Inflation, Rates Support Case for Floating Rate Notes | ETF Trends

Stubbornly high inflation and a solid economy — the former a negative, the latter a positive — may be conspiring to force the Federal Reserve to keep interest rates higher for longer. Entering this year, the consensus was the central bank would pare rates multiple times in 2024. More recently, market observers have dialed back expectations to include just one rate cut.

Some have gone as far as saying no such action will be taken by the Fed this year. One or no rate cuts would be considered disappointing. But exchange traded funds, such as the WisdomTree Floating Rate Treasury Fund (USFR), can ease that dismay.

As its name implies, USFR focuses on floating rate notes. That segment of the bond market is designed to be less sensitive to changes in interest rates. That methodology matters. Year to date, USFR is higher by 1.8%, while the Bloomberg U.S. Aggregate Bond Index is lower by almost 3%. Over the past three years, the period including the Fed’s tightening cycle, USFT gained 9.1%, while “the Agg” slumped 10.2%.

Data Confirms Utility of USFR

The pace at which inflation is rising is slowing and well off the highs seen in 2022. But some experts argue it’s not retreating enough to give the Fed the leeway with which to lower rates. That’s a strong factor in support of floating rate notes and ETFs like USFR.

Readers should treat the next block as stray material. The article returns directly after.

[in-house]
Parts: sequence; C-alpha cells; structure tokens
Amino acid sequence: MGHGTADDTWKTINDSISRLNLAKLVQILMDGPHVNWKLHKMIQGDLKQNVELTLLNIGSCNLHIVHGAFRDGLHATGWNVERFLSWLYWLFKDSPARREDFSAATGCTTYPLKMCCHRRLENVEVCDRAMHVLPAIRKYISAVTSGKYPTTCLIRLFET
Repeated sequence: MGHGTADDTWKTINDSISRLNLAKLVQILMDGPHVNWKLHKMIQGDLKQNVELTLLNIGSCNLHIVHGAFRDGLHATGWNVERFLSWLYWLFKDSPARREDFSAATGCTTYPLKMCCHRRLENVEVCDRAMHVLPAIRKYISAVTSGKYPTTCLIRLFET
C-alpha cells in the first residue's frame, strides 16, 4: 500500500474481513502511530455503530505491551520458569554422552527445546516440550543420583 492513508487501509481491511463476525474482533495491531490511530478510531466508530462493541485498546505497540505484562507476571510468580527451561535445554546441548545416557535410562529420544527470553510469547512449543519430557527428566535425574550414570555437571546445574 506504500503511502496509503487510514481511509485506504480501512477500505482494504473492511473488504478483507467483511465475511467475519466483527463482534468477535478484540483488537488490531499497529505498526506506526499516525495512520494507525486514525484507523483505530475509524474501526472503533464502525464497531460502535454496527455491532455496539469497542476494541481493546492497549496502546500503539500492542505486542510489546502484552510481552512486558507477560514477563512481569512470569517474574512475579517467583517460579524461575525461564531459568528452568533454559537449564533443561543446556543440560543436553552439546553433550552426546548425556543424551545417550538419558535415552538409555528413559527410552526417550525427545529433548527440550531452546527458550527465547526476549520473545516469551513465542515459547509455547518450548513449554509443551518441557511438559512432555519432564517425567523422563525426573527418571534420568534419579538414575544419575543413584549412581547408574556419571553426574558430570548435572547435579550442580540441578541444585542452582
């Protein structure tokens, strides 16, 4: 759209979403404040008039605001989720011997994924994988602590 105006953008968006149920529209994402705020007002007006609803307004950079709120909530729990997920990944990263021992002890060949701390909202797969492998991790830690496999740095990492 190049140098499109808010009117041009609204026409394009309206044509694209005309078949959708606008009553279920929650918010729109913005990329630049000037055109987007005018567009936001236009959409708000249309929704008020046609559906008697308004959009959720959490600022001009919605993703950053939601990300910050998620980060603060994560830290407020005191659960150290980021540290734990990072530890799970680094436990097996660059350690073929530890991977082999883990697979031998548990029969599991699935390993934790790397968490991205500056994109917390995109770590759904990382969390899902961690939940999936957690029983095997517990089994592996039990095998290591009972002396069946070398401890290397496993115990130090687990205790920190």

“Having risen 0.7% month-on-month in the latest release, this ‘super core’ measure of inflation is now running above 8% on a three-month annualized basis. Looking at a broad range of measures, the reality is that inflation is currently running too hot for the Fed to feel comfortable easing monetary policy conditions in the near term,” noted Schroders.

The research firm added that with the March reading of the Consumer Price Index (CPI) coming in hotter than expected, the Fed will likely not trim rates in June as was previously hoped. That thesis, which is now wide-ranging, could underscore near-term opportunity with USFR.

Additionally, economic data in the U.S. is supportive of higher rates. With the labor market in a historically good place and U.S. GDP growth pacing well ahead of other industrialized economies, the Fed might be concerned about stoking hyperinflation by lowering interest rates. Those factors could add to the constructive case for USFR.

“Our base case anticipates a soft landing. However, we recognize increased risks of a ‘no landing’ scenario due to a series of US inflation surprises and a potential upturn in the global manufacturing cycle, which could bolster commodity prices. This situation might compel central banks to maintain higher interest rates for an extended period to combat persistent inflation,” concluded Schroders.

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